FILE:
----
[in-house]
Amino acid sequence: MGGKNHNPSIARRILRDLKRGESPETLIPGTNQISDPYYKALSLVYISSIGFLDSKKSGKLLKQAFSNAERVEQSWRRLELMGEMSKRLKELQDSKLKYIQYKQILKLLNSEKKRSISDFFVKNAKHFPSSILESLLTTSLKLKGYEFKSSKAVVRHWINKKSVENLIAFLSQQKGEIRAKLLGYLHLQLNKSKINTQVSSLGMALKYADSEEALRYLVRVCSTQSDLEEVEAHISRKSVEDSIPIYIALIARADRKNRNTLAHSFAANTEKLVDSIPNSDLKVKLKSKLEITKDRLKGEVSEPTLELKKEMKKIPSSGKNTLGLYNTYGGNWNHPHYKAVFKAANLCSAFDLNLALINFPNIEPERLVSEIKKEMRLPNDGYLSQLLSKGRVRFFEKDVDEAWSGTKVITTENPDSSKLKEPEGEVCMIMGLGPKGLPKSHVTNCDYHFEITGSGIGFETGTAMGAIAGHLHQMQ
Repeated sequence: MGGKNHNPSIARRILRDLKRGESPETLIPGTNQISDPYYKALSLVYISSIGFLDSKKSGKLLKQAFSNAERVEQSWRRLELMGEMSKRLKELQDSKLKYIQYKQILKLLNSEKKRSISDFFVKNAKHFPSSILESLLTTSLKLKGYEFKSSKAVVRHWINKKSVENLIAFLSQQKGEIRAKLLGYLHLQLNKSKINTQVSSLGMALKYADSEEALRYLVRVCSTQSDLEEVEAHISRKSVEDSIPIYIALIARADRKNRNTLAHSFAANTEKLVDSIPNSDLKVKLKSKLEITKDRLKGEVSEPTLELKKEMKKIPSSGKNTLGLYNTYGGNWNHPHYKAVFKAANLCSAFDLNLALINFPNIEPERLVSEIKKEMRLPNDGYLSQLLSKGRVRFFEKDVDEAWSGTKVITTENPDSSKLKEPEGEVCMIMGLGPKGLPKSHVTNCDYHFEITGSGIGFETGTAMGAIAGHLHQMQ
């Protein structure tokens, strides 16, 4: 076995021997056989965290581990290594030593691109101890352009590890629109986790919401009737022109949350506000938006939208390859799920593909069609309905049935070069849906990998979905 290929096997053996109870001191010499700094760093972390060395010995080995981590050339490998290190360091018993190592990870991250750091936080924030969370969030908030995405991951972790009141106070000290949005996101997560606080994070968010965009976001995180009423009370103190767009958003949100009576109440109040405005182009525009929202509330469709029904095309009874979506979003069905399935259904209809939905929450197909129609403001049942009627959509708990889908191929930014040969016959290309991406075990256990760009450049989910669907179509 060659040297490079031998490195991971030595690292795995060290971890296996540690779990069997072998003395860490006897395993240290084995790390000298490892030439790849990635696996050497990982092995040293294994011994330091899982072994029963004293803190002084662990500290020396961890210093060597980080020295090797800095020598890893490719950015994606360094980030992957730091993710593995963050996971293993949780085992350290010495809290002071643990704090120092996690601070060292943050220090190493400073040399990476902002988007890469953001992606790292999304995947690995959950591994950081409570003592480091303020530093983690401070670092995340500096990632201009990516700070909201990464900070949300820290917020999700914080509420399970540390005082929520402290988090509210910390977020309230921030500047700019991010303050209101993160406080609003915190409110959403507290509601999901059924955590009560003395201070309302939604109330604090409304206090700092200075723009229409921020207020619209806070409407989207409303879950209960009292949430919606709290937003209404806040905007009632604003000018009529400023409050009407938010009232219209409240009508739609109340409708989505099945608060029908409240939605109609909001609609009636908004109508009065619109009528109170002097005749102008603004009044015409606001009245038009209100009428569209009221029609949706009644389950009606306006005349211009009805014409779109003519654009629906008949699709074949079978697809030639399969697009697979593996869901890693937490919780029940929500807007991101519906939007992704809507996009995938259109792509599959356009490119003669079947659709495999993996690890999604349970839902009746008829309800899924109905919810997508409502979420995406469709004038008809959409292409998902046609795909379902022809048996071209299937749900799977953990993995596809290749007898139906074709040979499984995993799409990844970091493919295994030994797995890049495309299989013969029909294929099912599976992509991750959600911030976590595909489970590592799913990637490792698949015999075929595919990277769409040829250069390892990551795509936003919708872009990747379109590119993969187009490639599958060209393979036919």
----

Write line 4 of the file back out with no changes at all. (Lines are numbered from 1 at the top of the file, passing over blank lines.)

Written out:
């Protein structure tokens, strides 16, 4: 076995021997056989965290581990290594030593691109101890352009590890629109986790919401009737022109949350506000938006939208390859799920593909069609309905049935070069849906990998979905 290929096997053996109870001191010499700094760093972390060395010995080995981590050339490998290190360091018993190592990870991250750091936080924030969370969030908030995405991951972790009141106070000290949005996101997560606080994070968010965009976001995180009423009370103190767009958003949100009576109440109040405005182009525009929202509330469709029904095309009874979506979003069905399935259904209809939905929450197909129609403001049942009627959509708990889908191929930014040969016959290309991406075990256990760009450049989910669907179509 060659040297490079031998490195991971030595690292795995060290971890296996540690779990069997072998003395860490006897395993240290084995790390000298490892030439790849990635696996050497990982092995040293294994011994330091899982072994029963004293803190002084662990500290020396961890210093060597980080020295090797800095020598890893490719950015994606360094980030992957730091993710593995963050996971293993949780085992350290010495809290002071643990704090120092996690601070060292943050220090190493400073040399990476902002988007890469953001992606790292999304995947690995959950591994950081409570003592480091303020530093983690401070670092995340500096990632201009990516700070909201990464900070949300820290917020999700914080509420399970540390005082929520402290988090509210910390977020309230921030500047700019991010303050209101993160406080609003915190409110959403507290509601999901059924955590009560003395201070309302939604109330604090409304206090700092200075723009229409921020207020619209806070409407989207409303879950209960009292949430919606709290937003209404806040905007009632604003000018009529400023409050009407938010009232219209409240009508739609109340409708989505099945608060029908409240939605109609909001609609009636908004109508009065619109009528109170002097005749102008603004009044015409606001009245038009209100009428569209009221029609949706009644389950009606306006005349211009009805014409779109003519654009629906008949699709074949079978697809030639399969697009697979593996869901890693937490919780029940929500807007991101519906939007992704809507996009995938259109792509599959356009490119003669079947659709495999993996690890999604349970839902009746008829309800899924109905919810997508409502979420995406469709004038008809959409292409998902046609795909379902022809048996071209299937749900799977953990993995596809290749007898139906074709040979499984995993799409990844970091493919295994030994797995890049495309299989013969029909294929099912599976992509991750959600911030976590595909489970590592799913990637490792698949015999075929595919990277769409040829250069390892990551795509936003919708872009990747379109590119993969187009490639599958060209393979036919």